What is Blood?

Reviewed by: HU Medical Review Board | Last reviewed: February 2018

Blood is the red fluid that flows through the body through veins and arteries. Blood plays several important roles in the body, including:

  • Delivering essential nutrients and oxygen to the cells
  • Transporting waste materials out of the cells
  • Providing defense against infection
  • Maintaining body temperature and acidity levels1,2

Essential elements in blood

Blood is made up of several components: plasma, red blood cells, white blood cells, and platelets. Each of these components plays a different role in the body, and each are critical to the health and functioning of the body.3

Figure 1. The elements of blood

Test tube of blood composed of 55% plasma, 40-45% red blood cells, and 5% white blood cells


Plasma is the liquid part of the blood. It makes up about 55% of blood and is mostly comprised of water, as well as sugar, fat, proteins, and salts. The major function of the plasma is to transport the blood cells and other substances to and from the cells of the body.3,4

Red blood cells

Red blood cells, also called RBCs or erythrocytes, carry oxygen to the cells from the lungs and transport carbon dioxide from the cells back to the lungs. The protein in RBCs that enables them to carry oxygen and carbon dioxide is called hemoglobin. Hemoglobin is what gives RBCs their red color. The test used to determine the percentage of RBCs in the blood to plasma is called a hematocrit. In a normal health individual, RBCs generally make up about 40-45% of the blood.3,4

White blood cells

White blood cells, also called WBCs or leukocytes, are the immune system’s primary line of defense. There are different types of white blood cells:

  • Lymphocytes – Lymphocytes are white blood cells that play an important role in the immune system. There are two main kinds of lymphocytes: B cells and T cells. B cells make antibodies that can attack bacteria, viruses, or toxins. B cells can develop into plasma cells, which are activated B cells that develop a specific antibody. T cells help protect the body from infection and help regulate the function of the immune system, including the inflammatory response.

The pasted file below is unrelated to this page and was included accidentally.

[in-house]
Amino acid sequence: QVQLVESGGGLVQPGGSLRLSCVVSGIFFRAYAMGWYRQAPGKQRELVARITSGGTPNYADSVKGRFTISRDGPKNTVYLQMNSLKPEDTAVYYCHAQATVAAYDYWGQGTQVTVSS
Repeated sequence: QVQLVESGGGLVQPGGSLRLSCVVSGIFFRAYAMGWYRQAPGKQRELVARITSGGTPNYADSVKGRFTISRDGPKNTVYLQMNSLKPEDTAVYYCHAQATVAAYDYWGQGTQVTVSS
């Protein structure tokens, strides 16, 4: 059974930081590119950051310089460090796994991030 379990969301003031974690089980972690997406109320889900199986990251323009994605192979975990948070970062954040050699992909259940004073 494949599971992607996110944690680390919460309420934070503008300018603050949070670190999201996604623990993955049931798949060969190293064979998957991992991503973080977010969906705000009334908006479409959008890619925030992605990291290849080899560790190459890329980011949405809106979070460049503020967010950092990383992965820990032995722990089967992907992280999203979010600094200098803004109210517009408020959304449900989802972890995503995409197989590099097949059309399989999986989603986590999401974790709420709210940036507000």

• Granulocytes – Granulocytes are cells of the immune system that can be categorized as neutrophils, basophils, and eosinophils. Neutrophils are white blood cells that are usually first on the scene in an infection. Neutrophils fight microorganisms like bacteria by ingesting them and releasing enzymes that kill them. Basophils are released during an allergic reaction. Eosinophils may also be released during allergic reactions, as well as during infections caused by parasites or in certain cancers.4-6
  • Monocytes – Monocytes are a type of white blood cell that circulate in the blood for about a day before entering tissues where they become macrophages. Macrophages can destroy germs and invaders by engulfing them, and they help lymphocytes make antibodies.7


Platelets, also called thrombocytes, help in clotting to stop bleeding. Platelets can stick together (coagulate) at the site of an injury to form a fibrin clot. The fibrin also creates an internal structure for new tissue to grow and healing to occur. If a person does not have a sufficient quantity of platelets, they can have difficulty forming clots and experience significant blood loss from injury. On the other hand, if a person has too many platelets, they may experience too much clotting, which may potentially lead to stroke or heart attack.4

How blood is formed

The plasma is made mostly from the water from ingested food and liquid, which is absorbed into the body from the intestines. The red blood cells, white blood cells, and platelets are created in the bone marrow, the inner, spongy center of bones. Certain large bones have larger amounts of bone marrow, such as the ribs, hips, skull, and sternum. The bone marrow contains blood stem cells, which are immature cells that can become different types of blood cells in the body. The stem cells that form to create blood cells are called hematopoietic stem cells, and the process in which they are formed is called hematopoiesis. Hematopoietic stem cells can become myeloid cells or lymphoid cells. Myeloid cells can then become cells such as red blood cells, granulocytes (eosinophils, neutrophils, and basophils), and platelets, while lymphoid cells can become cells such as B cells, T cells, and natural killer cells.2-4

Figure 2. Blood cell formation

Blood stem cell becoming myeloid and lymphoid stem cells then forming red and white blood cells and platelets

How the components of blood are measured

The quantity of various different components of the blood are measured by a blood test called a complete blood count (CBC). A CBC is frequently used as a measure of overall health and can help in the diagnosis of a number of conditions, including anemia (not enough red blood cells), infections, and blood cancers.6

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